In its appeal Friday night, the Justice Department said Watson's interpretation of the Supreme Court's ruling on what family relationships qualify refugees and visitors from the six Muslim-majority countries to enter the U.S. "empties the court's decision of meaning, as it encompasses not just 'close' family members, but virtually all family members. Treating all of these relationships as 'close familial relationship(s)' reads the term 'close' out of the Court's decision."

Hawaii seeks halt to Trump travel ban while legal challenge unfolds

  Hawaii seeks halt to Trump travel ban while legal challenge unfolds The state of Hawaii asked a federal appeals court on Friday to issue an emergency order blocking parts of President Donald Trump's temporary travel ban while the state seeks clarification over which parts of the ban can take effect. The U.S. Supreme Court last month let the ban on travel from six Muslim-majority countries go forward with a limited scope, saying it could not apply to anyone with a credible "bona fide relationship" with a U.S. person or entity.

As challenges to President Trump’ s latest travel ban move forward, the Supreme Court dismissed a challenge to an earlier executive order. The administration may seek to revisit Judge Watson’ s ruling now that the Ninth Circuit’ s decision has been vacated.

A federal appeals court ruled Friday against President Trump’ s latest travel ban , saying that it “exceeds the scope of his delegated authority,” but that it was ultimately for the Supreme Court to decide.

Only the Supreme Court can decide these issues surrounding the travel ban, the Justice Department said. "Only this Court can definitively settle whether the government's reasonable implementation is consistent with this Court's stay," it said.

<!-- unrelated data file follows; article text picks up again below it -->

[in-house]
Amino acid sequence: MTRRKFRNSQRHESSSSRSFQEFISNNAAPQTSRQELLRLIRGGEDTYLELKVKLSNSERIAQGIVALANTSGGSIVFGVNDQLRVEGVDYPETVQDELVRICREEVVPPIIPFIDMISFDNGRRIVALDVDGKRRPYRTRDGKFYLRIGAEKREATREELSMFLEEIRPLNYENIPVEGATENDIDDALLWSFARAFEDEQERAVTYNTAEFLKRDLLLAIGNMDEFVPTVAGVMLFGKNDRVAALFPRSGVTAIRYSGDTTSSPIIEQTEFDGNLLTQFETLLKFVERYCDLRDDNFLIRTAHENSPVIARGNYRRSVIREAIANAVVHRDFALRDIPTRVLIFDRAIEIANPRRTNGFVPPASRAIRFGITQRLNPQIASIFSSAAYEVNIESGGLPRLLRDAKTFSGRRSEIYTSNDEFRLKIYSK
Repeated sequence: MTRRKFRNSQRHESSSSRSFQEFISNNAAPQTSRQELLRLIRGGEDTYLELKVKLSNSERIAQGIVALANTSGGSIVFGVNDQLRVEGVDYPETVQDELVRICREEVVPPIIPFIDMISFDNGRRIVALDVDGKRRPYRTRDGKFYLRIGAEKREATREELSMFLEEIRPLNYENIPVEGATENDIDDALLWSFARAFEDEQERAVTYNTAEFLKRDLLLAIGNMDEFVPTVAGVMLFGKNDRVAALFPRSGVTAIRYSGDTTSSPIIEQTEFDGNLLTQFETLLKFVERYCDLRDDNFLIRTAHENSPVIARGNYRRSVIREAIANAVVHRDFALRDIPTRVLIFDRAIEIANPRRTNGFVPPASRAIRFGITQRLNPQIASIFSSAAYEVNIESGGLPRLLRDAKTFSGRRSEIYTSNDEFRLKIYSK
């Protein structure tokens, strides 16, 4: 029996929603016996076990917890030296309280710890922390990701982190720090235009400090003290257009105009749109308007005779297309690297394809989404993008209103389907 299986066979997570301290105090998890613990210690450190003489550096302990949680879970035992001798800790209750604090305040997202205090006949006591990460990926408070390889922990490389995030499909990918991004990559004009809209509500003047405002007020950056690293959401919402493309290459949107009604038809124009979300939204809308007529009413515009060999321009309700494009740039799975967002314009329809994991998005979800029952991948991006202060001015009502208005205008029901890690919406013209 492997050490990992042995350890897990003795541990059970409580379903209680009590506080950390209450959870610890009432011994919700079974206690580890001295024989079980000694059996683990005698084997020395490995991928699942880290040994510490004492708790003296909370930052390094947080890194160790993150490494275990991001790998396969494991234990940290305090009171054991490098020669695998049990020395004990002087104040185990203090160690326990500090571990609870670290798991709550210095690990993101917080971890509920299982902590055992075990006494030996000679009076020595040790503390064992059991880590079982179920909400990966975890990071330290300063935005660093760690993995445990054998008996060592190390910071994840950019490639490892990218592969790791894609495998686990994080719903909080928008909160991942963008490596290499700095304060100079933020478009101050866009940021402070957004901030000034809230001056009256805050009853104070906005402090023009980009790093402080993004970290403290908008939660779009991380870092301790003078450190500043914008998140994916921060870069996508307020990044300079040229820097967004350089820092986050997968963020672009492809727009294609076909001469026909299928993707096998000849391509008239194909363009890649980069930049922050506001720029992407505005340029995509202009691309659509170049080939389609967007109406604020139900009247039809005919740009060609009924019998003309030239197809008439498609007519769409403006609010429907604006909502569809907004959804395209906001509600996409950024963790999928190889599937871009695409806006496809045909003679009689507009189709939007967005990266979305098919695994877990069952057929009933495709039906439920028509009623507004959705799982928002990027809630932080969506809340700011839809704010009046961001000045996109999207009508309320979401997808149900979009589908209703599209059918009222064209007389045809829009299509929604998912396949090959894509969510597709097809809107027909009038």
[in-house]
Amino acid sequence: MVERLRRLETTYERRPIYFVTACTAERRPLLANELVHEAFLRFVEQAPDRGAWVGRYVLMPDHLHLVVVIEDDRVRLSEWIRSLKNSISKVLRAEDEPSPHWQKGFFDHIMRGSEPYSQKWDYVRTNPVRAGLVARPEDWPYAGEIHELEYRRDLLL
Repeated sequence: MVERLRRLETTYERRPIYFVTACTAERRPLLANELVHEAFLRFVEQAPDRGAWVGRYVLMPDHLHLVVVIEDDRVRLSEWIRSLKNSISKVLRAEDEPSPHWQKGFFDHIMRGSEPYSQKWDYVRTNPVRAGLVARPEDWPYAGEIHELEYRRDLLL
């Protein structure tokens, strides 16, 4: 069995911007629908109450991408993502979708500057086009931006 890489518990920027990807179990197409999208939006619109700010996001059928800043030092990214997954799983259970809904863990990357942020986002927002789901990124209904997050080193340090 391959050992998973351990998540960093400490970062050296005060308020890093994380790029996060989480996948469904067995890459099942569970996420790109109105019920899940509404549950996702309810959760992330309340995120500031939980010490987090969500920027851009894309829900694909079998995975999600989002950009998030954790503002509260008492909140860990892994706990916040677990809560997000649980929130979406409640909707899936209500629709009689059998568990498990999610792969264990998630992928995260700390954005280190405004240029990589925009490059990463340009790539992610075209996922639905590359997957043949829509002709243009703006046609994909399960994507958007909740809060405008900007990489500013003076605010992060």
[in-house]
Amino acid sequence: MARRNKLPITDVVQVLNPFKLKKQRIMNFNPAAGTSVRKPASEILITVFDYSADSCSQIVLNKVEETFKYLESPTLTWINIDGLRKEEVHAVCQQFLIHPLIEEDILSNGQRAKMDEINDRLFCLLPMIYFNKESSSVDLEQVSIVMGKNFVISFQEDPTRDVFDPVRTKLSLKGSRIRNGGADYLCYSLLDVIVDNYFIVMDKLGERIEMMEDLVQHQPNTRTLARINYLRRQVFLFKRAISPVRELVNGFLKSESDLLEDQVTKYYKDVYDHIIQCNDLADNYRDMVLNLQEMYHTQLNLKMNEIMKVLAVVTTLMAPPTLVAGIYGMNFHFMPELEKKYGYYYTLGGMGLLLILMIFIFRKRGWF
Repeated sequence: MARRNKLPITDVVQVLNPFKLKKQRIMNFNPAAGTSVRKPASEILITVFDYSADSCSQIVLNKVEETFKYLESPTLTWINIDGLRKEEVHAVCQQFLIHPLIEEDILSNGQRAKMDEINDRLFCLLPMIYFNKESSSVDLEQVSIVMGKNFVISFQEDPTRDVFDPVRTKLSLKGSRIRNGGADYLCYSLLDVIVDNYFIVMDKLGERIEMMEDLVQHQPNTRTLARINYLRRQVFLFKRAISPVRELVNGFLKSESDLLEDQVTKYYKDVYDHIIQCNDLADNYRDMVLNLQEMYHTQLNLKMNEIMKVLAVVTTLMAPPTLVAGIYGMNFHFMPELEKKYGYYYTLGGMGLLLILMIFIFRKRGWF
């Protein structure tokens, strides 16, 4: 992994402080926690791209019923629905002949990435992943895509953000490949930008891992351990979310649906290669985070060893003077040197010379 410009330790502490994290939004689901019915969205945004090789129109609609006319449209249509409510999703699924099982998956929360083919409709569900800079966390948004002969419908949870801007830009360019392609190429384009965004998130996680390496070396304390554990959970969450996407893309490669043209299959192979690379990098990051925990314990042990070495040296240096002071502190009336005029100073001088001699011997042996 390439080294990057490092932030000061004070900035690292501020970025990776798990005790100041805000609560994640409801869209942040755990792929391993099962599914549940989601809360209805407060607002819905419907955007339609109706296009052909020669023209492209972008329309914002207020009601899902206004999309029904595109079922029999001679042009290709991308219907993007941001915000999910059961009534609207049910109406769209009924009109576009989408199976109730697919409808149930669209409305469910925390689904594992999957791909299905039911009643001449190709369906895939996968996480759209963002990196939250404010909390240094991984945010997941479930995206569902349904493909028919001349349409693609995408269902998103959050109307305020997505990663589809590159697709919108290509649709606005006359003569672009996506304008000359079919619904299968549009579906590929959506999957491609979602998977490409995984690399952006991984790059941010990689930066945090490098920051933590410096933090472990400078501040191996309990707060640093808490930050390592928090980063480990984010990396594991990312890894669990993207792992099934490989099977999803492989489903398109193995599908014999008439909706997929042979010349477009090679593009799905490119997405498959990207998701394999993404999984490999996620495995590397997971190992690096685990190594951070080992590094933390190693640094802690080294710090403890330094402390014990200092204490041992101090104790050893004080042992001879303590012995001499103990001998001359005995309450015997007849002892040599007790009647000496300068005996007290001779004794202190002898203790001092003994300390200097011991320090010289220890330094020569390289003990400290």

On Saturday, the U.S. Justice Department asked the Ninth Circuit Court of Appeals to put Watson's ruling on hold while the Supreme Court considers its appeal.

The long, tangled legal fight is expected to culminate with arguments before the nation's high court in October.

Watson's ruling could help more than 24,000 refugees already vetted and approved by the United States but barred by the 120-day freeze on refugee admissions, said Becca Heller, director of the International Refugee Assistance Project, a resettlement agency.

"Many of them had already sold all of their belongings to start their new lives in safety," she said. "This decision gives back hope to so many who would otherwise be stranded indefinitely."

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Trump administration seeks additional Supreme Court ruling on travel ban after federal judge issues an order favorable to refugees.

WASHINGTON (AP) — The Trump administration is seeking to close a legal window opened for tens of thousands of refugees to enter the United States, appealing a federal judge ' s

Citing a need to review its vetting process to ensure national security, the administration capped refugee admissions at 50,000 for the 12-month period ending Sept. 30, a ceiling it hit this week.

The federal budget can accommodate up to 75,000 refugees, but admissions have slowed under Trump, and the government could hold them to a trickle, resettlement agencies say.

"Absolutely this is good news for refugees, but there's a lot of uncertainty," said Melanie Nezer, spokeswoman for HIAS, a resettlement agency. "It's really going to depend on how the administration reacts to this."

Attorney General Jeff Sessions had said the administration would ask the Supreme Court to weigh in, bypassing the San Francisco-based 9th U.S Circuit Court of Appeals, which has ruled against it in the case.

The Supreme Court allowed a scaled-back version of the travel ban to take effect last month.